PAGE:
As you can see, it was a very nice weekend!  Now a new week unfolds...


Friday, July 13, 2018

Lavender Festival 2018

My hubby and I drove a short distance today to Armada, MI to attend the 16th Lavender Festival.  It was a beautiful day for visiting all the vendor's booths at Blake's Orchard.

Program and re-entrance "bracelet."





Entrance where we paid our $7 per person admission fee.


Just inside was a Michigan State Agricultural Extension booth.  It's our boys' alma mater so I had to take a picture!


This was the first day of the festival and it will continue thru Sunday, so I didn't think it would be as crowded today, but it was bustling with people.

Lavender honey and the bees that make it.


~ Jerry and Me ~


Lavender booths galore.


The Teatroiter was there again this year with her loose leaf teas.



She had small sample glasses of Green Cherry Blossom Tea that was so good I bought a package. 


Buttons anyone?  $5 a jar.


Teapots repurposed into yard art.


The Dobre Pierogi tent was back this year.  Their pierogies are very good.


We got four Potato Cheddar Pierogies.  Yum!


~ The Tea Boutique ~


~ Embroidered Tea Towels ~


Lovey's was a new indoor shop this year.


Beautiful tea set - The teacup says Happiness is a cup of tea.  The teapot says There's always time for Tea.  The teacup was $29 and the teapot was $50.  Since I just purchased the Royal Albert teapot, I was content to simply admire it and walk on.


You can't go to the Lavender Festival without getting a cold glass of Lavender Lemonade.


Isn't this gal who was working in the Lavender Lemonade tent cute?


My hubby's an ice cream lover so he wanted a dish of Lavender Ice Cream too.


Then it was time to call it an afternoon and head back home.  I didn't realize Blake's grew Christmas trees too, but we parked near acres and acres of them.  I'm enjoying summer too much to even think about Christmas right now.


My Kate Spade teapot locket arrived in today's mail.  I couldn't wait to open the package and examine it when we got home.  I'm so glad I purchased it because it's lovely.


One can work up an appetite walking around in the summer sunshine, so I was eager to try a new recipe for a Quinoa Salad that was in a Southern Lady magazine for our dinner.  


It was my first time to prepare Quinoa and oh my goodness, it was so good and very healthy.  Marinated Artichoke Hearts, Roasted Red Peppers, and Kalamata Olives are part of the recipe - very Mediterranean.


Our summer dinner.



Thursday, July 12, 2018

LaBelle Antiques and Hobby Lobby

LaBelle Antique Store in St. Clair Shores, MI is my favorite antique store.  They price items low to sell and to keep their inventory moving.   I used to get my hair cut at a beauty shop that was just a couple of blocks away from the store, so I paid them a visit monthly.  Sadly, my new beauty shop is nowhere near LaBelle's so I haven't been there in over a year - much too long!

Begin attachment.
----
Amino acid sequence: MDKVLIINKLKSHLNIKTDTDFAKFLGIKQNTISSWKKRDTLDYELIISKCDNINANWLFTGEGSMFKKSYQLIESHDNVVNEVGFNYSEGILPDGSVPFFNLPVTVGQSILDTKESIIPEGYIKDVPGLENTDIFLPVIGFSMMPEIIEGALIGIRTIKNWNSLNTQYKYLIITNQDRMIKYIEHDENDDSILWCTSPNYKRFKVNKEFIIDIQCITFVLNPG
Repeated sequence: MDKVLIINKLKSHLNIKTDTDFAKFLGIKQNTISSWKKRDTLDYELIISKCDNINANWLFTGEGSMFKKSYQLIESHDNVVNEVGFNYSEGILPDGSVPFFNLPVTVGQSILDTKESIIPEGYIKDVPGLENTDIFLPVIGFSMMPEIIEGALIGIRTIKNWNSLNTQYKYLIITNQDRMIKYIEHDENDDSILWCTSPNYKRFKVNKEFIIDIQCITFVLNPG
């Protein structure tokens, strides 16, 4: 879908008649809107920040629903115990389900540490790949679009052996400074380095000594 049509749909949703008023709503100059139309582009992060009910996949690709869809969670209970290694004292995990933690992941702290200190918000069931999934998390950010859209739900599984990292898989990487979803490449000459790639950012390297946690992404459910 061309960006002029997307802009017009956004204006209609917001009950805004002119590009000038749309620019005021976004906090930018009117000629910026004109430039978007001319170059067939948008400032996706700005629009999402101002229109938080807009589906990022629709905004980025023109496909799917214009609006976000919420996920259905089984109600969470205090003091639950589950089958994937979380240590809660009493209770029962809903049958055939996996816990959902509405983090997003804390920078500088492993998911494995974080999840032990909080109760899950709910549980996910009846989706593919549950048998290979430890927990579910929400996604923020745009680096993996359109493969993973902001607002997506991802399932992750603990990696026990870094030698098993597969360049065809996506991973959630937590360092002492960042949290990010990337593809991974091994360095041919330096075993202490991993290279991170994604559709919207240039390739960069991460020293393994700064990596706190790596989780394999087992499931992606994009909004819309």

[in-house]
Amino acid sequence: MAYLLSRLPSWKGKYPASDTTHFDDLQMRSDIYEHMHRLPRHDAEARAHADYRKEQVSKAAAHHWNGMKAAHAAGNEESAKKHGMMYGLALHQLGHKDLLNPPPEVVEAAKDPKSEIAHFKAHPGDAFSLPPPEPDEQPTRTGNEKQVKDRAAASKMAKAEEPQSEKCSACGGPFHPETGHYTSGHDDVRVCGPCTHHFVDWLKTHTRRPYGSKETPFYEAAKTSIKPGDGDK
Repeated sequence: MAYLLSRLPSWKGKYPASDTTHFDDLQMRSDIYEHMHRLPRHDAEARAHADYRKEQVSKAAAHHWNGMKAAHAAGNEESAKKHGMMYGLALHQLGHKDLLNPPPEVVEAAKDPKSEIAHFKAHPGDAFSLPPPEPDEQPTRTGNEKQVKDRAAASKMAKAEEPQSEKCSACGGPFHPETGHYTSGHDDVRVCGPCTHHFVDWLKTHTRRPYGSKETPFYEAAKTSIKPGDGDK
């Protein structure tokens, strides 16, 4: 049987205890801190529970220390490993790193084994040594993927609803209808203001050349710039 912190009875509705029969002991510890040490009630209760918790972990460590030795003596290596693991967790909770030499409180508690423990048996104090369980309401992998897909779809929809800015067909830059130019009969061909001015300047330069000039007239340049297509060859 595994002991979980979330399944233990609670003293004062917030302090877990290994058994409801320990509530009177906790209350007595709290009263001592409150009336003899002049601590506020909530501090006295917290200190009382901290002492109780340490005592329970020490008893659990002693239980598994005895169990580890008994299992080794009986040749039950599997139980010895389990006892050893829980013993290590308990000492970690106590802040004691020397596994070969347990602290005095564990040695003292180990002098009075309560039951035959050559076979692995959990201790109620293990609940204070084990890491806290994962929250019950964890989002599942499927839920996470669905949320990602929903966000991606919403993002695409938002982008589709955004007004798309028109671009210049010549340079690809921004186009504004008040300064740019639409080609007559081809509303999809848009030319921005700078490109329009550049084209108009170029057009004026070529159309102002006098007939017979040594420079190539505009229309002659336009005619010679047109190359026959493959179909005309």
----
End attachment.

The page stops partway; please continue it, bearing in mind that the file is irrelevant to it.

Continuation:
Yesterday when I was coming home from lunch in Grosse Pointe, I decided on a route that would take me right by LaBelle's.  What fun to look around in the store again.


As I was browsing, I saw 14-pieces of Royal Albert Petit Point china [made in England,  not outsourced to another country], which included the large teapot and five dinner plates. I didn't get them, but they stayed in my thoughts all night.

In 2016 when when Cheryl Nix, owner of Tea by Three Tearoom, had one of her first liquidation sales, my hubby bought me 19 pieces of Petit Point for $38 [7 square luncheon plates, 6 teacups and 6 demitasse cups] for Mother's Day.  You may remember me blogging about it.  I've used them for my Bible study luncheons.


I decided to go on E-bay today to price the large teapot and dinner plates.  The teapot ranged from $79 to $224, and the dinner plates ranged from $11 to $44 each, plus shipping.  The price for the 14-pieces at LaBelle's was just $60, so that cinched it - I went back today and brought it home with me!  Besides the teapot and dinner plates, there is one cake plate, four bread and butter plates, and one teacup and saucer.  Now I need to keep my eyes open for a sugar and creamer.  I like the uniqueness of the square plates.


Do you like to shop at Hobby Lobby?  It's another favorite  store of mine.  Last week I paid them a visit looking for a pedestal to set a floral arrangement on.  Since the pedestal is considered furniture, it was 30% off and I got it for $12.60 [including tax].  It's made of a chalky material like plaster of Paris, and is heavy and sturdy - not lightweight plastic.  That's all I was going to get - the pedestal and nothing more!


But how could I keep from looking when they carry so many beautiful things?  I must confess to being a little bummed when I saw all their fall merchandise on display already.  I'm not even close to thinking about or welcoming fall's arrival.

As you know, I'm drawn to blue and white like a magnet, and when I saw a lovely blue and white tea canister, I couldn't resist.  After all, I had a 40% off coupon in my purse which made it a very affordable $15.89 [with tax].  


These purchases meant some former things had to be removed from the shelves to make room for the new, but I don't mind switching things around occasionally.  As the old proverb says, "Variety is the spice of life"!